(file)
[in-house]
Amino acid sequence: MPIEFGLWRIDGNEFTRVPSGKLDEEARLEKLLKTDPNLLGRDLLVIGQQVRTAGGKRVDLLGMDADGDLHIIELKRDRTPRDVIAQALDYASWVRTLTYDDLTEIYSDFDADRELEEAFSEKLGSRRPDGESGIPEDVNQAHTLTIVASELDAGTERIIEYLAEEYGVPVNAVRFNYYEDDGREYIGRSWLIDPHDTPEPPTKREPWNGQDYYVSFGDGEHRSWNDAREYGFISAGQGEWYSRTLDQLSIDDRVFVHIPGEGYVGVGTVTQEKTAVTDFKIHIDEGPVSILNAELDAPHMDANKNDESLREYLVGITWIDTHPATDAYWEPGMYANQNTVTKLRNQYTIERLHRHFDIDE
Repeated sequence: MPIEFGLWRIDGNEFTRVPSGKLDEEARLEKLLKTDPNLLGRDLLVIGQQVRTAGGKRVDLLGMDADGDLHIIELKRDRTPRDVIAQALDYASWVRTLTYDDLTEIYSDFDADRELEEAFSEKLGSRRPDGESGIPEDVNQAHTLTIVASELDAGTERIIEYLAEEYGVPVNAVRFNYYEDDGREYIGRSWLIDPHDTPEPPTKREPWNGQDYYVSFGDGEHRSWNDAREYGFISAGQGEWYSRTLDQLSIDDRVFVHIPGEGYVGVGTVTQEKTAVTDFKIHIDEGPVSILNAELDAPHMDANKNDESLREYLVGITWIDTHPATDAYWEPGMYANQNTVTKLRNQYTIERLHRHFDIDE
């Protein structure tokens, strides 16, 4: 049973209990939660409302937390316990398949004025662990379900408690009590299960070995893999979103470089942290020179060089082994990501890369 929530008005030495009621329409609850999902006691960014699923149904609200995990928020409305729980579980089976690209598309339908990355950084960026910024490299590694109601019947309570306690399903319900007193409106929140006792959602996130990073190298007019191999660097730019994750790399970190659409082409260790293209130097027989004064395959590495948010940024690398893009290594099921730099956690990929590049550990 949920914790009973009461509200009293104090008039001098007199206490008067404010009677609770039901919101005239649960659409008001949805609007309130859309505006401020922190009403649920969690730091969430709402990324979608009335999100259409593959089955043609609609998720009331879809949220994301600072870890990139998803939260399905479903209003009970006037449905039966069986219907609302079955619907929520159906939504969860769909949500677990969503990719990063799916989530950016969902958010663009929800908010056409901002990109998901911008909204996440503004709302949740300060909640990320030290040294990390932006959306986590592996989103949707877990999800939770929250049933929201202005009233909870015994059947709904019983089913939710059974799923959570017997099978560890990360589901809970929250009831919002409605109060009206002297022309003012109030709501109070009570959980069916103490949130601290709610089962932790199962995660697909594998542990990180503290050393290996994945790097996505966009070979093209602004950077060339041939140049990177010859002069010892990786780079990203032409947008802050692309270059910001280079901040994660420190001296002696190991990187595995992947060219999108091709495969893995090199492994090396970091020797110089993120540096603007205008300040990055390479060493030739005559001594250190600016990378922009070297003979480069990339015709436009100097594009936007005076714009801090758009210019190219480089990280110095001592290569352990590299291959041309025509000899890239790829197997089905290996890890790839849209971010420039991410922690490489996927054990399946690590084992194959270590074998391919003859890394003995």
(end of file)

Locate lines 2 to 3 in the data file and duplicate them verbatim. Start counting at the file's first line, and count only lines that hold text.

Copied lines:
Amino acid sequence: MPIEFGLWRIDGNEFTRVPSGKLDEEARLEKLLKTDPNLLGRDLLVIGQQVRTAGGKRVDLLGMDADGDLHIIELKRDRTPRDVIAQALDYASWVRTLTYDDLTEIYSDFDADRELEEAFSEKLGSRRPDGESGIPEDVNQAHTLTIVASELDAGTERIIEYLAEEYGVPVNAVRFNYYEDDGREYIGRSWLIDPHDTPEPPTKREPWNGQDYYVSFGDGEHRSWNDAREYGFISAGQGEWYSRTLDQLSIDDRVFVHIPGEGYVGVGTVTQEKTAVTDFKIHIDEGPVSILNAELDAPHMDANKNDESLREYLVGITWIDTHPATDAYWEPGMYANQNTVTKLRNQYTIERLHRHFDIDE
Repeated sequence: MPIEFGLWRIDGNEFTRVPSGKLDEEARLEKLLKTDPNLLGRDLLVIGQQVRTAGGKRVDLLGMDADGDLHIIELKRDRTPRDVIAQALDYASWVRTLTYDDLTEIYSDFDADRELEEAFSEKLGSRRPDGESGIPEDVNQAHTLTIVASELDAGTERIIEYLAEEYGVPVNAVRFNYYEDDGREYIGRSWLIDPHDTPEPPTKREPWNGQDYYVSFGDGEHRSWNDAREYGFISAGQGEWYSRTLDQLSIDDRVFVHIPGEGYVGVGTVTQEKTAVTDFKIHIDEGPVSILNAELDAPHMDANKNDESLREYLVGITWIDTHPATDAYWEPGMYANQNTVTKLRNQYTIERLHRHFDIDE